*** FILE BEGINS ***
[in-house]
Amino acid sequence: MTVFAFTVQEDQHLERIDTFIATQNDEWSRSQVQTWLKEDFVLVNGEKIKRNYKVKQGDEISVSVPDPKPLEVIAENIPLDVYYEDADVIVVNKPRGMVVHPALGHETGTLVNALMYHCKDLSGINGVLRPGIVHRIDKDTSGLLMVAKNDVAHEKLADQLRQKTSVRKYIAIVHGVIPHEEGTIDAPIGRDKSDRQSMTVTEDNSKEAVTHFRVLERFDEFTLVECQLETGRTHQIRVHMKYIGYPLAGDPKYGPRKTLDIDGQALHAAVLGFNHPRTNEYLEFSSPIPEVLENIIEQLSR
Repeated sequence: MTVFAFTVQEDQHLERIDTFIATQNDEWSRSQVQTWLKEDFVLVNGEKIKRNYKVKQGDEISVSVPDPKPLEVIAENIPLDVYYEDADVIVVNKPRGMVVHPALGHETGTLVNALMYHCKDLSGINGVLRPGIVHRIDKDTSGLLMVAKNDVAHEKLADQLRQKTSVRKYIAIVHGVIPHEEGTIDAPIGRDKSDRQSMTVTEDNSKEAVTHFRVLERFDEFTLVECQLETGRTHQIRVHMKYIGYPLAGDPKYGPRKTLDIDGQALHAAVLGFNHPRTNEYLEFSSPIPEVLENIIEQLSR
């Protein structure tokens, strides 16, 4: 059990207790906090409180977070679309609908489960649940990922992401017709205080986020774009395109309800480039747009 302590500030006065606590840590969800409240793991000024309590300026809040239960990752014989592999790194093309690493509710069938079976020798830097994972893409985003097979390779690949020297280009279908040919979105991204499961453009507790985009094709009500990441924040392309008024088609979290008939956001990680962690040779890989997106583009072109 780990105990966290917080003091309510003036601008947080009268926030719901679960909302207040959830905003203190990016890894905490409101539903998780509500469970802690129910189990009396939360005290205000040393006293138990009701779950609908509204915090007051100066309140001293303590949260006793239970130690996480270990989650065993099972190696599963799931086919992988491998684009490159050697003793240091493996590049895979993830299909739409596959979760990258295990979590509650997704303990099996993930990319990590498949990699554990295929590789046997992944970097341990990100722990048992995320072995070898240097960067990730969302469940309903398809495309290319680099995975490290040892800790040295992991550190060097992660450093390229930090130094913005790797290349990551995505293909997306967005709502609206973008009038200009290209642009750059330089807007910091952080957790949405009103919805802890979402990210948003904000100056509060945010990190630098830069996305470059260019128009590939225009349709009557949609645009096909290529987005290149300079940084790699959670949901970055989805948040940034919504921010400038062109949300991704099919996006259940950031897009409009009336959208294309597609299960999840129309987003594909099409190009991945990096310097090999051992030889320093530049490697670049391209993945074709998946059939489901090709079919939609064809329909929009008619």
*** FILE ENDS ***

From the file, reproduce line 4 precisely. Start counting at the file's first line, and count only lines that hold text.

């Protein structure tokens, strides 16, 4: 059990207790906090409180977070679309609908489960649940990922992401017709205080986020774009395109309800480039747009 302590500030006065606590840590969800409240793991000024309590300026809040239960990752014989592999790194093309690493509710069938079976020798830097994972893409985003097979390779690949020297280009279908040919979105991204499961453009507790985009094709009500990441924040392309008024088609979290008939956001990680962690040779890989997106583009072109 780990105990966290917080003091309510003036601008947080009268926030719901679960909302207040959830905003203190990016890894905490409101539903998780509500469970802690129910189990009396939360005290205000040393006293138990009701779950609908509204915090007051100066309140001293303590949260006793239970130690996480270990989650065993099972190696599963799931086919992988491998684009490159050697003793240091493996590049895979993830299909739409596959979760990258295990979590509650997704303990099996993930990319990590498949990699554990295929590789046997992944970097341990990100722990048992995320072995070898240097960067990730969302469940309903398809495309290319680099995975490290040892800790040295992991550190060097992660450093390229930090130094913005790797290349990551995505293909997306967005709502609206973008009038200009290209642009750059330089807007910091952080957790949405009103919805802890979402990210948003904000100056509060945010990190630098830069996305470059260019128009590939225009349709009557949609645009096909290529987005290149300079940084790699959670949901970055989805948040940034919504921010400038062109949300991704099919996006259940950031897009409009009336959208294309597609299960999840129309987003594909099409190009991945990096310097090999051992030889320093530049490697670049391209993945074709998946059939489901090709079919939609064809329909929009008619």